Cell-Mediated Immunity

Watch the video Adaptive Immunity Part 2 - Cell-Mediated

Cell-mediated immunity is all about T-cells and begins with the activation of the helper T-cell the same way as discussed in the humoral response (which you can review in the video or the section above). To activate a cytotoxic T-cell, the same antigen fragment must also be expressed on a MHC-I receptor (recall that these are on all nucleated body cells). Once this fragment is expressed, a naïve cytotoxic T-cell with a TCR that matches the antigen present on the MHC-I will bind. CD8 expressed by the cytotoxic T-cell acts as a co-receptor and will bind to a portion of the MHC-I as well. The cytotoxic T-cell will then express cytokine receptors. The activated helper T-cell mentioned earlier will bind to receptors expressed on cytotoxic T-cells. This results in activation of the cytotoxic T-cell and causes it to proliferate to form a clone army made up of identical activated cytotoxic T-cells that will all recognize the same antigen. Some of these cells will become activated memory cytotoxic T-cells. Later in time, if the body is exposed to the same antigen, these memory cells can be quickly activated. Activated cytotoxic T-cells will recognize body cells that are infected by viruses and other intracellular pathogens by fragments expressed on their MHC-1 molecule. Cytotoxic T-cells will bind to these infected cells with its TCR. CD8 of the cytotoxic T-cell will bind to the MHC-1 of the infected body cell. After binding, the cytotoxic T-cell releases perforins that will bind to the infected body cell and form pores in its plasma membrane, making it prone to lysis and death. Cytotoxic T-cells also release granzymes that induce apoptosis (programmed cell death) of the infected body cell.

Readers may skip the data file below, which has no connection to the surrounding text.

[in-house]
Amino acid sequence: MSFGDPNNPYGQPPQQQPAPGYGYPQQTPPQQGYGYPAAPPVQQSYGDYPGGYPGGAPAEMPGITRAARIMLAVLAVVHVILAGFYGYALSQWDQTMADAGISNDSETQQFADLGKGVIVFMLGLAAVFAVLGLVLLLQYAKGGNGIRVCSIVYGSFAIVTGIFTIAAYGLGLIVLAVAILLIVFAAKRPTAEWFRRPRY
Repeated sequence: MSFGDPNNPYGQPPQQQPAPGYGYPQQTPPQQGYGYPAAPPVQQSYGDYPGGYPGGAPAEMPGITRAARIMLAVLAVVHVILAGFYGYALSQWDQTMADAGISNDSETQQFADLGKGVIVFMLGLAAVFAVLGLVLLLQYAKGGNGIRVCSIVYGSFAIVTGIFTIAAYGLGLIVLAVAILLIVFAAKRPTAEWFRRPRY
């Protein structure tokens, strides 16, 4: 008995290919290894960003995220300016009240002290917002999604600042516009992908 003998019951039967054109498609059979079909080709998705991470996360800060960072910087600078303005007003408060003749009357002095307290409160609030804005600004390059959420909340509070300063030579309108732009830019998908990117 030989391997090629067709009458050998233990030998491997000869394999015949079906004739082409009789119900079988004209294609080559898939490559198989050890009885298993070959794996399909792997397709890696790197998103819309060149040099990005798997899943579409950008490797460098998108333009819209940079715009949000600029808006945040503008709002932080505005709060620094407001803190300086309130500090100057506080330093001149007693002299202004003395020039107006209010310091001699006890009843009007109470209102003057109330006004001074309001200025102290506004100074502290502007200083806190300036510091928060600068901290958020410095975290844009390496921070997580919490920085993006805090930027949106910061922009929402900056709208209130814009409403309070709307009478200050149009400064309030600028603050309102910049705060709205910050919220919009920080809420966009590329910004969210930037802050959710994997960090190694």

Watch the video Helper T-Cells

There are several kinds of helper T-cells that allow for a more specialized immune response. The differentiation of different types of helper T-cells depends on cytokines released by the APC during the initial activation. If the APC releases IL-12, the helper T-cell will become a T-helper 1 cell or TH1. TH1 specifically releases INF-gamma to macrophages and B-cells. This causes the B-cells to make IgG. TH1 is most effective against intracellular viruses and bacteria as well as autoimmune problems. If the APC releases IL-4, the helper T-cell will become a TH2. TH2 may release IL-4 to B-cells and cause a class switch to IgE. TH2 may also release IL-5 to activate and recruit eosinophils. The final cytokine that TH2 will release is IL-13 to stimulate mucus production in epithelial cells. TH2 is the subtype that is found prominently in individuals suffering from allergies. These allergies are often referred to as atopic if they involve predominantly IgE antibodies. If the APC releases TGF-beta and IL-6, the helper T-cell will become TH17. TH17 releases cytokines to activate monocytes (precursor to macrophages) and neutrophils.

T-regulatory cells (Treg) are also produced by the body. While research is being conducted on them, much is still unknown about these cells. For now, remember that they keep the adaptive immune cells functioning properly as well as preventing them from becoming hyperactive and causing autoimmunity. A Treg cell is made when an APC releases IL-2 and TGF-β.

Helper T-Cells and Treg Cells Image by JS F16

The Four Types of HypersensitivityImage by Becky T F19

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